London’s lesson from Jamaica: don’t write off your candidate

by Conrad Landin

While Britain slept off its Christmas excess, Jamaica went to the polls on 29 December. Overnight, result after progressive result rolled in as the votes were counted.

The scale of victory for the People’s National Party (PNP), the main left-wing grouping, was a surprise. Poll after poll in the last weeks had shown the election on a knife-edge, with most showing the governing right-wingers slightly ahead.

In the event, it was a contest of policies and records. Poverty had skyrocketed under the incumbents, who also faced negative publicity from their connections with Christopher ‘Dudus’ Coke, the drug dealer who made global headlines last year when the island’s government refused to extradite him to the US.

But behind all this lies a remarkable woman: Portia Simpson-Miller. Despite her youthful appearance and manner, she has been on the country’s political scene for the best part of three and a half decades, entering parliament seven years before Tony Blair first graced the green benches.

Simpson-Miller first reached the top of the greasy pole in 2006, only to lose the next year’s election to Bruce Golding and the deceptively-named Jamaica Labour Party.

In that year’s election, and this year’s, her opponents sought to destabilise her campaign with a series of vicious, but undoubtedly strong, personal attacks. One tactic used repeatedly was paid TV advertising, in which they attempted to portray her as incompetent and overly aggressive.

Most famously, in both elections they aired footage of a campaign rally in 2002, where Simpson-Miller shook her head from side to side and exclaimed: “Don’t draw my tongue! And don’t mess with this girl! Because I not fraid a no man, no girl, nowhere!”

In 2007, she had faced a leadership challenge where her opponent had called on her to apologise for this outburst. She refused.

I remember talking to a Jamaican friend several years ago about the PNP leader. Though a left-winger, he said that he considered Simpson-Miller’s JLP successor, Bruce Golding, to be more articulate and a better representative for the nation abroad.

He probably partially meant that he was not prone to speak his mind in such a way. I’ve always felt good about politicians pumping emotion into their rhetoric – for me, this was perhaps Michael Ignatieff’s most appealing factor in the recent Canadian elections. But maybe that’s just me – we all remember Reeta Chakrabarti’s squiggly lines plummeting when Gordon and Dave went for each other.

Yet it was probably this quality in Simpson-Miller which allowed her to break history and speak in favour of gay rights at a TV hustings, when her opponent, then-PM (albeit for a few short months) Andrew Holness gave a non-answer. This was a brave move. In the words of Dionne Jackson-Miller, Jamaica’s Jeremy Paxman, when prompting the question: “Jamaica has an international reputation for homophobia”.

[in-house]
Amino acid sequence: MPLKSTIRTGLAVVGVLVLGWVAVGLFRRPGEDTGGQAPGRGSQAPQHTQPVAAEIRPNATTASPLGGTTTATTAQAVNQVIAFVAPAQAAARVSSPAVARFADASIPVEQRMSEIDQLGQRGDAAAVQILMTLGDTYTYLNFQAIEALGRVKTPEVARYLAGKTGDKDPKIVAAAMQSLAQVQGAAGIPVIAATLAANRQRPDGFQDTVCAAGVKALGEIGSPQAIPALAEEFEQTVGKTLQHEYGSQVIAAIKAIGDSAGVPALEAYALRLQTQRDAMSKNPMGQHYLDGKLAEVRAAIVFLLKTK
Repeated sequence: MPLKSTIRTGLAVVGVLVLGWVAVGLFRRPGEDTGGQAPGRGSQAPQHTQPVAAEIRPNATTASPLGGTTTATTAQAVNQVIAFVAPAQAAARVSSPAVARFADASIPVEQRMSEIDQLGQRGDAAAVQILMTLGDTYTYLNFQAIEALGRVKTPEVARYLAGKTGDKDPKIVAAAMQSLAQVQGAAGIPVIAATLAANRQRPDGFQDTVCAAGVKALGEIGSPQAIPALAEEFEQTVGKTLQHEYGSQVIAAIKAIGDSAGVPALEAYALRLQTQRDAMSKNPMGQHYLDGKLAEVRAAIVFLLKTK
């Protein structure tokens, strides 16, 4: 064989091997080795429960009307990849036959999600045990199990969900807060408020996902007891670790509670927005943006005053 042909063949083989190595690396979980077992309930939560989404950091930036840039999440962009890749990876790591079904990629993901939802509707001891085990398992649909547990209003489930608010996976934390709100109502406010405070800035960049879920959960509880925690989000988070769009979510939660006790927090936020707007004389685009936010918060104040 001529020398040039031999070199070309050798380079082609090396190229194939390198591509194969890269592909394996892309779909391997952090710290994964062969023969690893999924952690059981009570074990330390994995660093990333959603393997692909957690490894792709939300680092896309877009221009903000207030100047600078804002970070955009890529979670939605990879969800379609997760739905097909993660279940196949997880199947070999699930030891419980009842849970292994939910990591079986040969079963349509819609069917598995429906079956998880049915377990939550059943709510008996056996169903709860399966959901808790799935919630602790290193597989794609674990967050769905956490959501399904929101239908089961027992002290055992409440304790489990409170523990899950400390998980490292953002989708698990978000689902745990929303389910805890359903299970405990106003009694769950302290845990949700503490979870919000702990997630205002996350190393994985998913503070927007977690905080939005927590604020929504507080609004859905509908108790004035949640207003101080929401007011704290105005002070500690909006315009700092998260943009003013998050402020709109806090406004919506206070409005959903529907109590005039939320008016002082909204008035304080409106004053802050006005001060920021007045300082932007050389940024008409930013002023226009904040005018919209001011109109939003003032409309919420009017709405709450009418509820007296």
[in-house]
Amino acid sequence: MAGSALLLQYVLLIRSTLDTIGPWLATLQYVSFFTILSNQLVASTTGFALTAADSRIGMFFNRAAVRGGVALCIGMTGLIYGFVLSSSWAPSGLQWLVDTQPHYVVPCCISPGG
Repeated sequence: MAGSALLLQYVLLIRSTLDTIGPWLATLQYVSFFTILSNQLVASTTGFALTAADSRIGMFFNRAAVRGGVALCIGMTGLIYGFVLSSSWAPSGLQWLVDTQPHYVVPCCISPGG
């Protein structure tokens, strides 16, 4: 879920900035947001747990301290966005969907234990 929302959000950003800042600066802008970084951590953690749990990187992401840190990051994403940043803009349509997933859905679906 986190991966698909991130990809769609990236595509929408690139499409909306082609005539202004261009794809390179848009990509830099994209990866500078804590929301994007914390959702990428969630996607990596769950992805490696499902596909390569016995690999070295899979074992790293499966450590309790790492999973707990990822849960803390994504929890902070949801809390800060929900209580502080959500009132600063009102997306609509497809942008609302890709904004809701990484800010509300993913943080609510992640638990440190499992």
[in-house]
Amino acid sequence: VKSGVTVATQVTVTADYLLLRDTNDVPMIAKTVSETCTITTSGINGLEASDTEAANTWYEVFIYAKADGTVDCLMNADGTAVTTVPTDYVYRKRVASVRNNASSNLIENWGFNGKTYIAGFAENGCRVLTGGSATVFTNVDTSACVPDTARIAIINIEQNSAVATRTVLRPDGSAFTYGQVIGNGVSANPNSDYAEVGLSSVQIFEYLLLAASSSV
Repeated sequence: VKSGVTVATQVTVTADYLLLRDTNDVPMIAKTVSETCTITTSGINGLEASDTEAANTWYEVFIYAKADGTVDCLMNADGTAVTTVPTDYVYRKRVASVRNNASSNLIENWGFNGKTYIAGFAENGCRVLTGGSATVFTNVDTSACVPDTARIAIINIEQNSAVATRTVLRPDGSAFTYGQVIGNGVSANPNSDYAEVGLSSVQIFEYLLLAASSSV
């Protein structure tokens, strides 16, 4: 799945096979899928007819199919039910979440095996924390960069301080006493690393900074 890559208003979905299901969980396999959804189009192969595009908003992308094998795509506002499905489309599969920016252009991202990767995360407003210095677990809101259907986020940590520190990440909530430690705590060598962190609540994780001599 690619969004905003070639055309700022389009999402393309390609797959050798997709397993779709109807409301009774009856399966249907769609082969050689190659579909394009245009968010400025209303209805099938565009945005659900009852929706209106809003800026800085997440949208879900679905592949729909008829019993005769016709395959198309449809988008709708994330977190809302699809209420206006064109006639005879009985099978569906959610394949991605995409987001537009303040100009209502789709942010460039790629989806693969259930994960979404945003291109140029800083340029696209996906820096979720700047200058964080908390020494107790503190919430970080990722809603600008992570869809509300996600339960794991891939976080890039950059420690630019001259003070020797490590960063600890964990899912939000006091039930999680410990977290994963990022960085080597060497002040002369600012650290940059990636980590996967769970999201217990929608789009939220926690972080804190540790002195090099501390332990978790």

Only four months on from the Jamaican poll will come the London mayoral contest, in an electorate three times the size. The Labour candidate in which contest is another political veteran who has never been afraid to say what’s in his head: Ken Livingstone

Some say Livingstone’s musings have alienated voters, and that unfortunately in politics, bland statements are preferable. Time and time again, spectators, unfortunately including some from within Labour, have said he is too old to be voted back in. Both Livingstone and the newly-returned-to-office Simpson-Miller were born in 1945. We also hear that having been voted out once, he could never win again.

These are more the words of pessimistic nay-sayers who would love to say “I told you so” than bitter opponents. They forget that as Labour supporters, talking down the campaign is irresponsible.

I won’t pretend there are many similarities between the political landscapes of Kingston and Kingston-upon-Thames. But if there is one lesson from Jamaica, it’s that in a tough challenge against incumbents, you should never write off your candidate, and that age, previous defeat, bold policies and even extreme statements needn’t be disadvantages.

If Livingstone can build on the success of the “Ken’s Fare Deal” campaign and, like Simpson Miller, effectively challenge the record of the incumbent, there’s every chance he could still emerge victorious in May.

Conrad Landin blogs here.

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One Response to “London’s lesson from Jamaica: don’t write off your candidate”

  1. swatantra says:

    I doubt very much whether its a question of:Where Kingston leads London follows.
    The fact is Ken has had his day and is the wrong man at the wrong time. London Labour could and should have come up with a much better candidate. There is a time limit on every politicin and Ke should have had the sense to realise it and not put his name forward. Its an egotrip and wants to get one over Boris. The casualty wil be Labour unfortunately and 4 more years of Boris regretably.
    Portia Simpson Miller made a good point about Jamica ditching the Queen as its titular head. I think they’ve already ditched the Privy Council and Law Lords.

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